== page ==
The Four Noble Truths: The Heart of Core Process Psychotherapy
Core Process Psychotherapy (CPP) is an contemplative, psycho-spiritual approach that combines the curative power of awareness with western psychotherapeutic theories.
The word "Core" refers to our inherent health, freedom and joy at the heart of our nature and "Process" is the exploration of any suffering and obstacles that may obscure our freedom and joy. CPP offers the opportunity to be present to our current experience and explore how our past may have affected us.
Core Process Psychotherapy is grounded in the Buddhist teaching on 'suffering' . This teaching, known as the 'Four Noble Truths' presents us with an understanding that even though there is suffering, there is also a pathway out of suffering.
The First Noble Truth: There is suffering (Dukkha) and it must be understood. (the words in brackets are the original Pali).
We are aware that life is in a constant state of change. Everything changes, and we therefore need to respond to those changes. Change in Buddhism is the concept of anicca , (impermanence) and is seen as one of the three marks of existence along with dukkha (suffering) and anatto (non-self). Anicca is an important concept in Core Process Psychotherapy, as if nothing stays the same then what we experience now will also change. We can then begin to 'let go' of any suffering as we realise that what has happened in the past has come and gone.
However, to change suffering we must first acknowledge and try to understand the suffering we experience. In CPP we will explore the strategies and 'defences' that we have created to try and avoid or reduce our suffering. It is often the case that these strategies and defences, which at one time served a purpose, can themselves become a cause of suffering as we cling to what we believe will protect us.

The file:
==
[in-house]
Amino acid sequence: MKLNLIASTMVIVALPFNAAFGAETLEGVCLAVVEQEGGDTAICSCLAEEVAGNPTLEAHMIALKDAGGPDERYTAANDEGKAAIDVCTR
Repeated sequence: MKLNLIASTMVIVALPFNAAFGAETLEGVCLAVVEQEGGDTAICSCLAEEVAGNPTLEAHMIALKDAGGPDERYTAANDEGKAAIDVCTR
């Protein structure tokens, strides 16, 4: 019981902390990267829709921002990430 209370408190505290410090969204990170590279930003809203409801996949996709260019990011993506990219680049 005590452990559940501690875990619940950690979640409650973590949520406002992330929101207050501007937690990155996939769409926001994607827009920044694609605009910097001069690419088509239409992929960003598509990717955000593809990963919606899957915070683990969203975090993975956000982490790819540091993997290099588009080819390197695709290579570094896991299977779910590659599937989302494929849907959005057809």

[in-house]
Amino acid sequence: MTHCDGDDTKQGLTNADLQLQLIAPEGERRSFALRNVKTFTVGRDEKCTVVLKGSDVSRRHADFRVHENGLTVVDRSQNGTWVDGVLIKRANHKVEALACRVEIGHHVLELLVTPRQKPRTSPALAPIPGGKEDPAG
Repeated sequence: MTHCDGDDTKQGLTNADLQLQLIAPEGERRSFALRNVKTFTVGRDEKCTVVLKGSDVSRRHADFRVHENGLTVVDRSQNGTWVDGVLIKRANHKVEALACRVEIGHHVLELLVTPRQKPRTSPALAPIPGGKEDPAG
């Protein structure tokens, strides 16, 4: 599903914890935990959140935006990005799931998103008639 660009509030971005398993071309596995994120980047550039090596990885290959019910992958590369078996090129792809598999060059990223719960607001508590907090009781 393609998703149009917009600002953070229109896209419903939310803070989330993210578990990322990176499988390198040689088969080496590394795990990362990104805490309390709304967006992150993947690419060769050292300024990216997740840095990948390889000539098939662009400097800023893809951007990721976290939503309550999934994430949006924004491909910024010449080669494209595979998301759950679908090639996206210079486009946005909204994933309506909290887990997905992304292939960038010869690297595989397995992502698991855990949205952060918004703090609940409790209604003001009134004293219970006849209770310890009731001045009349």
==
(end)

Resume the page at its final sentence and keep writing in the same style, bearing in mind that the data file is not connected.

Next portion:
The Second Noble Truth: There is an origin to suffering (Samsara)
For suffering to be present it has to have an origin, a point when it started.
This is understood to be our unconscious drives, urges, tendencies and desires (Tanha) that organise our behaviour. These unconscious and conditioned drives that we have form our sense of 'Being' i.e. who we are. Our conditioning and drives arise through our relationships to others, events or objects. It can be seen in terms of ‘cause and effect’; “When there is this, that is. With the arising of this, that arises. When this is not, neither is that. With the cessation of this, that ceases”
All our interactions have an impact and with each impact there is an emotional quality attached to it depending on our mental state at the time. It is a fact that we cannot change the past, what has happened has happened, we can however change our relationship to it; and become aware of our conditioning and any emotional suffering associated with it.
The Third Noble Truth: There is a way to be released from suffering (Nirodha)
The third noble truth states that in order to be released from suffering an understanding about its origin is needed.
It is also understood that in order to experience suffering that there must be 'something' that experiences the suffering. This means that when the suffering is alleviated there must be 'something' remaining. Therefore one of the founding tenants of CPP is our 'inherent health'. (Tathagatagarbha).
Our 'inherent health' directs us to a fundamental truth held by certain traditions in Buddhism, as well as many other ‘spiritual paths’, that at the core of our being or 'Self', whether it is known as our spirit, soul, big mind, Zen or our 'core state', we are free from suffering and through exploration and understanding we can begin to let go of our suffering and again experience our natural state of wellbeing.
The Fourth Noble Truth: There is a pathway (Marga) that if we follow we can be released from our suffering.
The fourth noble truth provides us with a methodology for release from our suffering. It is known as the 'eight fold pathways'. These pathways involve 'process and enquiry', and covers the areas of intentionality, wisdom, ethical and moral conduct, together with an attitude and fostering of awareness and mindfulness .
These pathways are the foundation stones of CPP which is a relational enquiry where the therapist brings together the practice of awareness and psychotherapeutic techniques to assist the client in understanding their suffering and support them on their journey to wellbeing.